The death of Nobel Laureate Seamus Heaney has been confirmed.
The Irish poet, who was 74, died in hospital in Dublin this morning (30th August) following a short illness.
Heaney received numerous prizes during his career, including the Nobel Prize for Literature in 1995, the 2010 Forward Poetry Prize (for his collection Human Chain) and the 2009 David Cohen British Literature Prize.
In a statement, Heaney's publisher Faber said: "We cannot adequately express our profound sorrow at the loss of one of the world's greatest writers. His impact on literary culture is immeasurable. As his publisher we could not have been prouder to publish his work over nearly 50 years. He was nothing short of an inspiration to the company, and his friendship over many years is a great loss."
Faber c.e.o. Stephen Page told The Bookseller: "The simple truth is that he was an inspirational person to know and to work with. He wasn't just a writer that we were indescribably proud to publish, he was a friend. He was inspiring to many generations of people at Faber, no less now than 40 years ago."
Judith Palmer, director of the Poetry Society, said: "We're stunned by the news. That there'll be no more of Seamus's poetry is hard to accept. But we've also just lost an incredibly warm and generous man. He was a great man, with a great mind, yet he was always approachable, and always took the time to support others. We've been very lucky, for so long, to have had a poet of such powers, whose work could speak so directly to people of all ages and backgrounds; and a poet, too, who could speak of our islands to the world. There's no question that Heaney will be one of the enduring voices of the century."
Chris Holifield, director of the Poetry Book Society, commented: "It is a great loss to the poetry world. Seamus has been a towering figure whose poetry has been a powerful inspiration for us all and who has generously offered encouragement to young writers."
Jonathan Ruppin at Foyles said: "He is one of those great writers who's always been there. Literature doesn't necessarily have that many legendary, living figures, so his passing is a significant moment. As well as being a great writer in his own right, he was a wonderful spokesman for poetry, turning many people on to the art form who may not have otherwise tried it, whether it was a student reading him at school or someone picking up his latest prize-winner out of curiosity." Chris Prince of The Poetry Bookshop in Hay-on-Wye said: "It is sad news, as he was a hugely popular poet – one of the few poets who became known outside the world of poetry."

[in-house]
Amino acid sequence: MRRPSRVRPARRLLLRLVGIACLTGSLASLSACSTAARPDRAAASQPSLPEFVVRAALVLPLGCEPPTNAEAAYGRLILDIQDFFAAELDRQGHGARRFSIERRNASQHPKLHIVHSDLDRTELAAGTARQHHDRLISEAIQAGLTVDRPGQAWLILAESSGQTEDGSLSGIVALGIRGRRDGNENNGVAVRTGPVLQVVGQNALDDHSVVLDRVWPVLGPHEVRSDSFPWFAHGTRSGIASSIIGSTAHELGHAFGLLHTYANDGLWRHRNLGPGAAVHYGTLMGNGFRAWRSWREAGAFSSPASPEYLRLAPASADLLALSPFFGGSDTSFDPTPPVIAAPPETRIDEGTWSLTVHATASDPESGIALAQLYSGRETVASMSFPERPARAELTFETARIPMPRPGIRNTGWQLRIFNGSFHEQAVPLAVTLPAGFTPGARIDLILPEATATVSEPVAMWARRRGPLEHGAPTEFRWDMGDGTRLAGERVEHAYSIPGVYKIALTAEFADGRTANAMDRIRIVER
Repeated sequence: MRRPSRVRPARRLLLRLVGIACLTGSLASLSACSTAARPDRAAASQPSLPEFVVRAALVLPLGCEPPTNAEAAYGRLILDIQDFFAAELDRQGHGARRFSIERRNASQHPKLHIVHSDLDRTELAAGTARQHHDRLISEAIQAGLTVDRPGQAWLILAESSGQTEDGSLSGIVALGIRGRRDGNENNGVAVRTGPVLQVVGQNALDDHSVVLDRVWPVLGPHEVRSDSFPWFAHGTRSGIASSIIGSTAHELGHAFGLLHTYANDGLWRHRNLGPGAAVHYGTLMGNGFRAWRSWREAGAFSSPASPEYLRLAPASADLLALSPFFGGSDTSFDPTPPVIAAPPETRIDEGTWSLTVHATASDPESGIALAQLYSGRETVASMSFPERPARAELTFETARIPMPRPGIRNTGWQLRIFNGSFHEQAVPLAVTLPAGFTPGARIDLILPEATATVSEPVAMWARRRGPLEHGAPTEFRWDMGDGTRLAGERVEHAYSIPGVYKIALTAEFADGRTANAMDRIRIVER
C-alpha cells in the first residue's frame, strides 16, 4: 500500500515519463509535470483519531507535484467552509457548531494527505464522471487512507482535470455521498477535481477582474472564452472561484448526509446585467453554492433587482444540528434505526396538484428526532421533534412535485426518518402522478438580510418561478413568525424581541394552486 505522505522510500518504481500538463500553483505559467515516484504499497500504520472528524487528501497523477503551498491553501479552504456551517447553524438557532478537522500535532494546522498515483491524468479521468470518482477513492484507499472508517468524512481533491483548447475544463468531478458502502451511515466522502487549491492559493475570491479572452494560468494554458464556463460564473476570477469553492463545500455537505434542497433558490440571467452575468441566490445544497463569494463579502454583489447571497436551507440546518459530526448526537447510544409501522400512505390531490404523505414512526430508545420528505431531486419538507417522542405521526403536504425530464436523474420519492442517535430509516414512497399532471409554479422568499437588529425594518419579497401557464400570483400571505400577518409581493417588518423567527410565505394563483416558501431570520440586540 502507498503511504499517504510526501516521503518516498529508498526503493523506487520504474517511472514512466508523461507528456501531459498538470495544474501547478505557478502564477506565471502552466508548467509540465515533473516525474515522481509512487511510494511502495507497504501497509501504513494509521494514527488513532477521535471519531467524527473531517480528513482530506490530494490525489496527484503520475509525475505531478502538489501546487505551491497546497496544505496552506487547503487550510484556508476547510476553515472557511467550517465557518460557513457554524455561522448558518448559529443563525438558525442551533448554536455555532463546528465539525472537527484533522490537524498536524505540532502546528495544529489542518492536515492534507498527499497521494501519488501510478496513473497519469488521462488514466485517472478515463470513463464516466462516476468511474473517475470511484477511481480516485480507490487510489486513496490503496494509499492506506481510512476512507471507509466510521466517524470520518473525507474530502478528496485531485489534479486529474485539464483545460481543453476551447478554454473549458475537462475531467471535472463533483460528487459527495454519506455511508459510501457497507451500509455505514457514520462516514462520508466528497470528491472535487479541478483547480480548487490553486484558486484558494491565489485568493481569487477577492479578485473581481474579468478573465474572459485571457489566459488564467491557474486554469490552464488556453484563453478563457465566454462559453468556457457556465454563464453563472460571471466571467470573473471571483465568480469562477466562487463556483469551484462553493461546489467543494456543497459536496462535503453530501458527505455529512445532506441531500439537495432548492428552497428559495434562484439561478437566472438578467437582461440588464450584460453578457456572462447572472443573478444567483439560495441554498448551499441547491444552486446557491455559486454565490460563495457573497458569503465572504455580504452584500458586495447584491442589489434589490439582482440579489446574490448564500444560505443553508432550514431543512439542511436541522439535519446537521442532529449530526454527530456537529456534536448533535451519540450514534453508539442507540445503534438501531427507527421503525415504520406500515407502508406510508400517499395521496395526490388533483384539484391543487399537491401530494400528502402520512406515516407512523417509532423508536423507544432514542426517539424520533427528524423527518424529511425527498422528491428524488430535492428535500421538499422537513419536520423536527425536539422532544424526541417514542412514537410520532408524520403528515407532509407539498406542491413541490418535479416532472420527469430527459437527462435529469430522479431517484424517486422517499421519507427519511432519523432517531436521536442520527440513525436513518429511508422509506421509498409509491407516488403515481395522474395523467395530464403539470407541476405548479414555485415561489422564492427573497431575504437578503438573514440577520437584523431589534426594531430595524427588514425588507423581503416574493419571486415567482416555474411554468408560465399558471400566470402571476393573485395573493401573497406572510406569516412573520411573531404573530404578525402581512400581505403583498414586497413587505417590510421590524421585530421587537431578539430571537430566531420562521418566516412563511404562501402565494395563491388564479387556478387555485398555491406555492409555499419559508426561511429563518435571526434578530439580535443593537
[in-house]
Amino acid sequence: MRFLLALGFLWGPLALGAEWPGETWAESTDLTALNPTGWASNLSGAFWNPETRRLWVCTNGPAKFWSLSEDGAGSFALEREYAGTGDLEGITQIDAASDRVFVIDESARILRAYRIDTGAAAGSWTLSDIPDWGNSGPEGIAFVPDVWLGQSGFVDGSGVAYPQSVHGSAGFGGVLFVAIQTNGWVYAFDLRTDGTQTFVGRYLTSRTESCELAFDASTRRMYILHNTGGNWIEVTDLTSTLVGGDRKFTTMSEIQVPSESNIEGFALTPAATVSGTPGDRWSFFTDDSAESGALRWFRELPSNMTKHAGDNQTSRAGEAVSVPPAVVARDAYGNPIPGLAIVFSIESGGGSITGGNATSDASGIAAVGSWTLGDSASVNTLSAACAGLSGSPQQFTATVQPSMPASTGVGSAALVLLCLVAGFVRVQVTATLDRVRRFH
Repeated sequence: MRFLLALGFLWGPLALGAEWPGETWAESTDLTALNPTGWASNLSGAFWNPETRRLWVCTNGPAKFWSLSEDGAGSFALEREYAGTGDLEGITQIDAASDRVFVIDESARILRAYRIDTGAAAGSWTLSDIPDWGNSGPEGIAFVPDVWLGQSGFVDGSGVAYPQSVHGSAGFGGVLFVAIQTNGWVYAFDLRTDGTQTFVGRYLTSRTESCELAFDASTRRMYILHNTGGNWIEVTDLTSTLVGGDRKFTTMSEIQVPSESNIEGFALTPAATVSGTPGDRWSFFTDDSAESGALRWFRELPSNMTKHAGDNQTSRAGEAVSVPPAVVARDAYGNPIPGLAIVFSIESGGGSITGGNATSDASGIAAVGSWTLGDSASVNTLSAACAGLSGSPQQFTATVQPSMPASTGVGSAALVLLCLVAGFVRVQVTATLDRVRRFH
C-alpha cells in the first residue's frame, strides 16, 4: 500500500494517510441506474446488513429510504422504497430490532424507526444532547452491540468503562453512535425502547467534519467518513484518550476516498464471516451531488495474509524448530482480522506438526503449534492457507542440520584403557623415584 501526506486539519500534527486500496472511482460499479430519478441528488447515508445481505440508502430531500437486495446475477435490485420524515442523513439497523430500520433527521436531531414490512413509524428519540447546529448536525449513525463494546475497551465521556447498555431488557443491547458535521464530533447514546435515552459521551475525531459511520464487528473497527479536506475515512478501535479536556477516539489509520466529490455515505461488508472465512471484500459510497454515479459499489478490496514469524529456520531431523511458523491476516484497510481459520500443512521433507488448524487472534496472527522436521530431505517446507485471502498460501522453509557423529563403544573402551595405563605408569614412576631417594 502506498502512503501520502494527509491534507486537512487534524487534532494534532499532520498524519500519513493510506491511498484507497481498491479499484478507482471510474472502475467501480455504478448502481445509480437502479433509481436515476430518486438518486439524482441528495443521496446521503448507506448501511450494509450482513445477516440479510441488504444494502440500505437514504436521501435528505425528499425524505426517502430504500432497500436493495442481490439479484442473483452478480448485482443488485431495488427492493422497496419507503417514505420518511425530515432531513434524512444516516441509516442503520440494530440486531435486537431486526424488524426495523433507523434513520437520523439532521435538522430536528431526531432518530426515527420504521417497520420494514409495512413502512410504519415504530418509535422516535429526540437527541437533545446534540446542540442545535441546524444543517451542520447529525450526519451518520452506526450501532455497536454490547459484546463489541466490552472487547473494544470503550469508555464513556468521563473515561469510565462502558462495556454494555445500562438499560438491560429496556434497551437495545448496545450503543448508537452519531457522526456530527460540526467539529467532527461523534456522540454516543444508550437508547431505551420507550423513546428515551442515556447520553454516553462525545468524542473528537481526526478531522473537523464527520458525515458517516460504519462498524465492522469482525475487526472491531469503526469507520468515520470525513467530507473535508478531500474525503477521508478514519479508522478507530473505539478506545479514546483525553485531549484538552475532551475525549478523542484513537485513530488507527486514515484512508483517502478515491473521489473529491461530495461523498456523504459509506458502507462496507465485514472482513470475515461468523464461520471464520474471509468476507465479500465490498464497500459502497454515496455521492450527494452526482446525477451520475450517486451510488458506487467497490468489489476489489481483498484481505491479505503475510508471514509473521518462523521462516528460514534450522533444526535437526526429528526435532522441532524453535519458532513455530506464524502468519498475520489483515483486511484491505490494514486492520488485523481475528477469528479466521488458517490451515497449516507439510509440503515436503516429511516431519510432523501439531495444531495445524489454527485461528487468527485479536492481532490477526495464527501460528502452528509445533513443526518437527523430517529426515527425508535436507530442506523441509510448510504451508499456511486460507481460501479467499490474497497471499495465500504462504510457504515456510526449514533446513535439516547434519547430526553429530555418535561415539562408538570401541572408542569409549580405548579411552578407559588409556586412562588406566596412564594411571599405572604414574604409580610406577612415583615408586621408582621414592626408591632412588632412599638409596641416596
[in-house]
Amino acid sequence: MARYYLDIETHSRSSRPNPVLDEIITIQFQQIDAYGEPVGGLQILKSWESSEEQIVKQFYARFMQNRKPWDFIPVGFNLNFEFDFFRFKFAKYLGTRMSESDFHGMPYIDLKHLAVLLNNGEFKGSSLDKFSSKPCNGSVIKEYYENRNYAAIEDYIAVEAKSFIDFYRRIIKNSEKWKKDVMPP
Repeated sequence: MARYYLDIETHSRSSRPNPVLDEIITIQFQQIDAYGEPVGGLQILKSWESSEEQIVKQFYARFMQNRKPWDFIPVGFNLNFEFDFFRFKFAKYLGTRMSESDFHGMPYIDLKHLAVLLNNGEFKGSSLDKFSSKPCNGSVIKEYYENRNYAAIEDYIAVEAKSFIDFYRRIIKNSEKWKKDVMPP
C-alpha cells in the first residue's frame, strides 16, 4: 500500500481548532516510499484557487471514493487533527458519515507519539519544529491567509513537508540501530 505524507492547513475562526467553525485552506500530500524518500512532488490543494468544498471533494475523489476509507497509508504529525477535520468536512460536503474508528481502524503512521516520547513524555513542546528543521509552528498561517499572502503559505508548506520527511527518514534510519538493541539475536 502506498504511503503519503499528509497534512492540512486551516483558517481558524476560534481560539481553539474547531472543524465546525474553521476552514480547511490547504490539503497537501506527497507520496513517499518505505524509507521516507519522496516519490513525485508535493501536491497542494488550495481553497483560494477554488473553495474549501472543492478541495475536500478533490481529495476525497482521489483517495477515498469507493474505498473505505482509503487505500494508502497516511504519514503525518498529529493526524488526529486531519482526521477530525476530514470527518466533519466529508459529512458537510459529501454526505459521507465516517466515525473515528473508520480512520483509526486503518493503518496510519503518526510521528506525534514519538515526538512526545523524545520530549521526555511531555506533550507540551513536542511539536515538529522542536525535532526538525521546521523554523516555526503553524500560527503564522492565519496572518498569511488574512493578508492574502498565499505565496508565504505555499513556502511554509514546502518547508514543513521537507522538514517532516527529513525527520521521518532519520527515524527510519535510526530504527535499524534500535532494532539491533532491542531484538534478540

Maurice Riordan, editor of Poetry Review, commented: "Seamus Heaney was the great poet of our time, the one most equal to its history, in Ireland and elsewhere. His poems, in a phrase he liked himself to borrow from Yeats, were often ‘befitting emblems of adversity’. His death is a great personal loss for his family and friends. It’s a great loss, too, to a vast community of poets and writers, and people who simply loved his poetry. For many he was like a father or an elder brother, resourceful and inventive in his care for people. He was a friend to presidents and celebrities, but also attentive to the person in the street asking for his autograph or for a book to be signed. His poems will live on, loved by many, and will indeed be loved by readers not yet born. Today the man is gone, the voice, the hearty laugh, the generous embrace. It’s the felling of a great oak."
Heaney's bestselling work of recent years was his 2002 volume Beowulf: A New Translation (over 100,000 copies via Nielsen BookScan).